Perhaps further illuminating is the fact that, when trial screened, Fatal Attraction had a different ending. The film’s first audiences were also left to grapple with Alex’s death, but in the original version she dies by her own hands, slashing her throat with a kitchen knife like the one she used previously to attack Dan. Dan is then arrested for Alex’s murder. The discomfited, even angry response from these first viewers, who having to deal with Alex’s suicide and Dan’s apparent punishment for his part in Alex’s downfall, however, may have prompted the producers to change the final scenes. Whatever the causes of the changes, the new ending ensures that at the final curtain the complex, nuanced experiences of BPD do not live and breathe in Hollywood’s captivating melodrama. In the end, the vast majority of Fatal Attraction’s viewers were given a more familiar, culturally relatable ending of sane, male good guy versus mad, female bad guy. As Wirth-Cauchon (2001) argues, this is “particularly disturbing” in that “a fictive and misogynist cultural image of a woman is presented as reality, and as an accurate picture of a woman with borderline personality disorder” (p. 171).
It is truly unfortunate that by using Fatal Attraction to teach about BPD, what we get is a dangerously static story about BPD, a story given to us first by the filmmakers as an option for understanding the character of Alex, and then endorsed and solidified by Goldberg (and others) as useful tool in working with BPD. Goldberg, ironically, is acutely aware that “clinicians often find themselves…judging rather than sympathizing” (2011, p. 39). But Goldberg does not extend this interpretive lens to herself by considering the potential for the sexist and gendered nature of the “clues” and “evidence” she gleans from the film. Nor does Goldberg turn a critical eye on the overly sympathetic position of Dan in the final version of the movie. After all, the movie does not ask us after confronting Alex’s madness to love her anyway; instead, we get to love Dan and Beth who—and maybe because of this—kill Alex. The mad person is stamped out, and Dan and Beth and their representation as peaceful and good members of “normal” society maintain a monopoly on the audience’s empathy.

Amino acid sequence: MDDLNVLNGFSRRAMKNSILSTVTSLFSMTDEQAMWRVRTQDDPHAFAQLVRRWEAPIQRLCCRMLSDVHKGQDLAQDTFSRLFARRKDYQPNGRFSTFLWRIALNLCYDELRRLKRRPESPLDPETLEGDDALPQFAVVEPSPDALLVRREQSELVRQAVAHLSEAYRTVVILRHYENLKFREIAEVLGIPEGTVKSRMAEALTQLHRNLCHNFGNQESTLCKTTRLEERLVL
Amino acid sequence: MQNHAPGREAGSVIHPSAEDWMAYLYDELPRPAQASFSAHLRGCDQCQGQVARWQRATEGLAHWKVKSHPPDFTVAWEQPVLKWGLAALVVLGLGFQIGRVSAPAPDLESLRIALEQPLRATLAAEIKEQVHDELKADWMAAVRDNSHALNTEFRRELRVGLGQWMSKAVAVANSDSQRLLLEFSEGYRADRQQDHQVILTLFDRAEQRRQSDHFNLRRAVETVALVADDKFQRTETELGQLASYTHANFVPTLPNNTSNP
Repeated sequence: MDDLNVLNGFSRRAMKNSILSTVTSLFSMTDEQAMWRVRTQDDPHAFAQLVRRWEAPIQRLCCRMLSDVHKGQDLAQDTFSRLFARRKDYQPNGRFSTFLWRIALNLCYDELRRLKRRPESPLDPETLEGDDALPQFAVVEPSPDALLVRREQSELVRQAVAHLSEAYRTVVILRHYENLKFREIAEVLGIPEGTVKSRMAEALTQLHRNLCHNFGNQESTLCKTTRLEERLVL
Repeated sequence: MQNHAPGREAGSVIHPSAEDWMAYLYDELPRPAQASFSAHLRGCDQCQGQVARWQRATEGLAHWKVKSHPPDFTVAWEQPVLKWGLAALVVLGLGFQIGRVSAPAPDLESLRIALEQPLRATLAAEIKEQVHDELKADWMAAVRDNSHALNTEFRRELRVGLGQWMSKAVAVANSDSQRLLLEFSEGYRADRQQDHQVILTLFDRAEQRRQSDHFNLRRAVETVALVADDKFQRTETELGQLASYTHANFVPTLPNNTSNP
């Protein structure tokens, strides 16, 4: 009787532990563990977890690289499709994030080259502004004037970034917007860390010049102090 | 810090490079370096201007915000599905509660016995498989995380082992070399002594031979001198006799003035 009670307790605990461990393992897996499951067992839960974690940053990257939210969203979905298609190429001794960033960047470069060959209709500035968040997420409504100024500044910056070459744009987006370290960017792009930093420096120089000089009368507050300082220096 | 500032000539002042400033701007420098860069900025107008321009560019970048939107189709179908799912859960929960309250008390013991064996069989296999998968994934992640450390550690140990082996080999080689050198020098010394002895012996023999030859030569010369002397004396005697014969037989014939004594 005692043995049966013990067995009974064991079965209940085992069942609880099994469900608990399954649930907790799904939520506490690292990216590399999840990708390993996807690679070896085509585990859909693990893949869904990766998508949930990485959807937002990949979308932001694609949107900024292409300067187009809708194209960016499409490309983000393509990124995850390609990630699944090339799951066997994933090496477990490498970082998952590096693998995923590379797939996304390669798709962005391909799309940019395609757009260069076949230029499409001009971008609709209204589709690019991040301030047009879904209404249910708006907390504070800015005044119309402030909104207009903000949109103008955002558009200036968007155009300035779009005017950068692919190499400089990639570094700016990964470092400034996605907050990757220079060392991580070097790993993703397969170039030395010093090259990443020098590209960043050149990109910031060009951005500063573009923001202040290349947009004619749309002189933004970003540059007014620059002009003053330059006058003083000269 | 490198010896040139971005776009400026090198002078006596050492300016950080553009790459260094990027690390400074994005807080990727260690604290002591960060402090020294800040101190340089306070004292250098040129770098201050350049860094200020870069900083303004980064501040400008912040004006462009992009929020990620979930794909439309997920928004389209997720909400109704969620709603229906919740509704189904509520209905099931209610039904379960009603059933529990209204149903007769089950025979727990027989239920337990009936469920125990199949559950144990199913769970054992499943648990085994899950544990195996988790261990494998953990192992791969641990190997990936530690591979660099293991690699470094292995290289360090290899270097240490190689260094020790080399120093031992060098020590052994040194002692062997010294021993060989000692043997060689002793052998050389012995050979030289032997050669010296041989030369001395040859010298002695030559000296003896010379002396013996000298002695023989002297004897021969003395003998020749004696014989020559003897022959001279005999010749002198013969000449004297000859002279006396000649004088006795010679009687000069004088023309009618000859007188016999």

Even though Goldberg warns her readers that clinicians must be careful to work with BPD clients to be empathetic and non-judgmental, perhaps the most alarming aspect of Goldberg’s case study is a failing to widen the reader’s capacity for empathy by failing to address sexism and gender-typing in the film. Goldberg gets it right when she keenly notes, “empathy is an essential ingredient in delivering mental health treatment successfully” (2011, p. 38). But if we continue to see people with BPD as villains, can we also see them as ill and deserving our empathy? At present, the best treatment known for BPD, dialectical behavior therapy (DBT), is built on the clinician’s capacity to empathize with the client. To be empathetic one must be able to “be with” someone else’s experience in a loving way. Fatal Attraction does not offer this experience to the viewer with Alex; if anything it offers us empathy with Dan. By missing out on critiquing sex/gender and other potential biases in Fatal Attraction, it is almost as if Goldberg is admitting defeat to what is possible for how deeply we can go with empathy for the BPD client—Hollywood does it good enough. For clinicians that is a catastrophic lesson.